2 Music in Musical Theatre and Film: Musical Theatre Drama and music have existed as independent expressions of art for thousands of years. It was not until the seventeenth century that the two art forms blended to create a new art form, opera. Opera continued to evolve over the next three centuries, resulting in another new art form: musical theatre. From its American roots, musical theatre has gained popularity around the world. Its unique and accessible blend of drama and music continue to attract new fans today.
3 Music in Musical Theatre and Film: An Introduction to Musical Theatre During the 1800s, opera as an art form continued to evolve, but in two entirely opposite directions. In Germany, composers like Richard Wagner wrote lengthy “heroic” operas that took as many as six hours to perform. Meanwhile, in Paris and Vienna, a lighter, more sentimental form of comic opera was finding favor with opera-goers. These “light operas,” or operettas, were actually stage plays with songs and dance interspersed with spoken lines.
4 Music in Musical Theatre and Film: The Birth of the Broadway Musical Toward the end of the century, the operetta crossed the Atlantic, where it underwent a transformation. Ultimately it evolved into a dramatic stage form that combines the art of acting and singing. The Broadway musical had been born.Like jazz, the Broadway musical – or simply “musical” – is a uniquely American invention. Its forerunners included not only operettas but minstrel shows and vaudeville. Vaudeville was an early staged variety show that included songs, dances and comedy skits.One of the first composers of Broadway musicals was George M. Cohan. His first show was Little Johnny Jones (1904). “Give My Regards to Broadway,” a song Cohan wrote for the show, became a classic in its own right. More importantly, the song contained the first-ever reference to Broadway as a synonym for “musical theatre.”
5 Music in Musical Theatre and Film: The Classic Broadway Musical In the 1920s, the Broadway musical underwent some refinements. Although the emphasis was still on music, the stories began to assume more of the characteristics of actual drama. These included richer plotlines and carefully scripted dialogue, the spoken lines of a play or musical show. During this era, composers such as George Gershwin, Jerome Kern, and Cole Porter emerged on the scene. Among their legendary contributions to musical theatre were Lady Be Good, Show Boat, and Anything Goes.After World War II, composers and lyricists further developed the musical. The period saw the creation of beloved musicals including My Fair Lady (Frederick Loewe and Alan Jay Lerner), The Sound of Music (Richard Rodgers and Oscar Hammerstein II), and West Side Story (Leonard Bernstein and Stephen Sondheim). Such musicals added many unforgettable show tunes such as “Maria,” “Edelweiss,” and “Somewhere” to pop singers’ repertoires. A repertoire is an inventory of compositions mastered and performed by a musician.Prior to World War II, musicals by and large reflected optimism – the belief that goodness will triumph over evil. During the latter part of the twentieth century, however, writers of musicals began addressing darker, more serious themes in their musicals. Examples of this trend include John Kander and Fred Ebb’s dark comedies Chicago and Cabaret.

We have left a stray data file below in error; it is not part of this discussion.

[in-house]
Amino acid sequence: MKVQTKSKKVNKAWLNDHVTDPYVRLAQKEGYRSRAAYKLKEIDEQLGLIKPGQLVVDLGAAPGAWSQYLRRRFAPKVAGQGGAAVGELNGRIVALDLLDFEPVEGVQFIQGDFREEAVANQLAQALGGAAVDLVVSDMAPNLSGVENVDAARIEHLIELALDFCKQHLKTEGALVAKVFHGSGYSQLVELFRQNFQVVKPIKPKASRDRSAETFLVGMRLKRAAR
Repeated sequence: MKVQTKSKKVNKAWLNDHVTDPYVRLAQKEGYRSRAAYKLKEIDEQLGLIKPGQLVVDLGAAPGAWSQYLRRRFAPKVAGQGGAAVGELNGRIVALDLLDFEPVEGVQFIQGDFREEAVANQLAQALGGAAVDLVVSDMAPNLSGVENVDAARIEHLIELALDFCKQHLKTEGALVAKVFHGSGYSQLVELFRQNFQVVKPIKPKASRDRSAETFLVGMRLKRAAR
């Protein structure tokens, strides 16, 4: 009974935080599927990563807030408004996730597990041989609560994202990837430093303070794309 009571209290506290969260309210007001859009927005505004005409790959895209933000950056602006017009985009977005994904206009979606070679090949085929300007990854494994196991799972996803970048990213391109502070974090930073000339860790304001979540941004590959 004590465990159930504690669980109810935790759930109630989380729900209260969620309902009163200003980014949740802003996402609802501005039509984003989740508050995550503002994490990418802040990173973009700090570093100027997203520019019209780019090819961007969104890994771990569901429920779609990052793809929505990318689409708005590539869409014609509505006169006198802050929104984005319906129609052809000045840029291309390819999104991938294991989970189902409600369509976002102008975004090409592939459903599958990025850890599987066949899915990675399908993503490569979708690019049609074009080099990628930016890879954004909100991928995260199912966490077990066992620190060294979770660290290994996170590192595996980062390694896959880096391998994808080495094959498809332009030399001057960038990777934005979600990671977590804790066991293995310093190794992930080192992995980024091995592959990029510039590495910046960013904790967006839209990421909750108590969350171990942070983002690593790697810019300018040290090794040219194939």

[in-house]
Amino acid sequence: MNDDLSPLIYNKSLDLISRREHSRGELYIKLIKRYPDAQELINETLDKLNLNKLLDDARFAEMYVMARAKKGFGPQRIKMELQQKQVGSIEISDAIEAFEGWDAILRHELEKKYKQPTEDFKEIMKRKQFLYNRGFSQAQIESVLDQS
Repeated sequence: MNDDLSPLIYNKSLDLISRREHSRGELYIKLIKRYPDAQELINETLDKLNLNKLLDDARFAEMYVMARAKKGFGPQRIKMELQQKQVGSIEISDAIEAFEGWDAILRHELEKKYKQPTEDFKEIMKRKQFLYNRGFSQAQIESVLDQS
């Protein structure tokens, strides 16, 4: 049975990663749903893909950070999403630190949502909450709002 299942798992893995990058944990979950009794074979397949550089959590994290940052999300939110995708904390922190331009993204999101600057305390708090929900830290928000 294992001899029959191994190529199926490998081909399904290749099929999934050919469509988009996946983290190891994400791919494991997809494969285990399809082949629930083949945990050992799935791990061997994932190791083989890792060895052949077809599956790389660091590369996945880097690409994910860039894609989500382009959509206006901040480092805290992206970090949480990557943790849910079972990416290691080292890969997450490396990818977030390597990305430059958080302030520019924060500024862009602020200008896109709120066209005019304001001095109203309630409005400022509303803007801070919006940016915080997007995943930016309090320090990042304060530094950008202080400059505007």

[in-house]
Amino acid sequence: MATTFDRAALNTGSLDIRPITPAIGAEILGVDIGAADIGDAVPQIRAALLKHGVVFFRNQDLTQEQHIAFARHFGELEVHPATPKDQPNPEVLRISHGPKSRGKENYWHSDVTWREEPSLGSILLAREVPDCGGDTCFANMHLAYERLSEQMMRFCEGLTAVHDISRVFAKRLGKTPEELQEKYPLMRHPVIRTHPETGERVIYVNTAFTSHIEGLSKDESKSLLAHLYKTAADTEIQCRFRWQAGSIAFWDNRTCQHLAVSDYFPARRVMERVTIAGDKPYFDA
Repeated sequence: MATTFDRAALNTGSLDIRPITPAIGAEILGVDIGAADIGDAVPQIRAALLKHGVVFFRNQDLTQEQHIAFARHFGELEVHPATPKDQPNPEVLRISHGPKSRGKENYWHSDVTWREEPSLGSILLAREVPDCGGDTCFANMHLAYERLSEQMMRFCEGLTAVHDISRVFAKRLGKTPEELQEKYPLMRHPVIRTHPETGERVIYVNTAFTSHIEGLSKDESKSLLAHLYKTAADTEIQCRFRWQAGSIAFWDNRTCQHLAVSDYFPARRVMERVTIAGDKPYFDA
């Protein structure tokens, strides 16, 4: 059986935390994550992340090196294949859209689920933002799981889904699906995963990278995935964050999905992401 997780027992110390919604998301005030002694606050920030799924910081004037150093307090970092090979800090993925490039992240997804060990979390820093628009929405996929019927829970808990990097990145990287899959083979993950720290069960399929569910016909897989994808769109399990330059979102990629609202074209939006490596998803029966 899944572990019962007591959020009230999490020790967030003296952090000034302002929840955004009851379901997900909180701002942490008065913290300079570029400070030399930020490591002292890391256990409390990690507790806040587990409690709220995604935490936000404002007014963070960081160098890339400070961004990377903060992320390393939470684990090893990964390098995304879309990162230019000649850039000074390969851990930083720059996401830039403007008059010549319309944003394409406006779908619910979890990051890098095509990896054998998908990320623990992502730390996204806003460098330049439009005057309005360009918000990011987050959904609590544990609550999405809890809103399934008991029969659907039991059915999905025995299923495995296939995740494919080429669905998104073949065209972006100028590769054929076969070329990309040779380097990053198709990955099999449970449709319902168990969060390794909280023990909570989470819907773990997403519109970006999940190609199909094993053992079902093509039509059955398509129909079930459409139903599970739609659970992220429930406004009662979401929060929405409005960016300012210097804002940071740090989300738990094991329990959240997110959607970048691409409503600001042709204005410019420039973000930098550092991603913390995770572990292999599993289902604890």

6 Music in Musical Theatre and Film: From Broadway to Hollywood The fact that classic musicals continue to be revived on Broadway today attests to the popularity of this art form. In addition, many Broadway musicals have been adapted into successful films. Several of these became Hollywood hits that earned numerous Academy Awards. These includeWest Side Story (1961) – ten Oscars, including Best PictureMy Fair Lady (1964) – eight Oscars, including Best PictureThe Sound of Music (1965) – five Oscars, including Best PictureCabaret (1972) – eight OscarsChicago (2002) – six Oscars, including Best Picture
7 Music in Musical Theatre and Film: An International Trend By the early 1970s, British and French creative teams were making important contributions of musical theatre. In the decades following, they have become a dominant force in this art form. London native Andrew Lloyd Webber’s creations include Cats, Evita, and The Phantom of the Opera. Elton John, also of Great Britain, collaborated with Tim Rice to create shows such as The Lion King and Aida. French composers Claude-Michel Schonberg and Alain Boublil created such blockbuster hits as Les Miserables and Miss Saigon.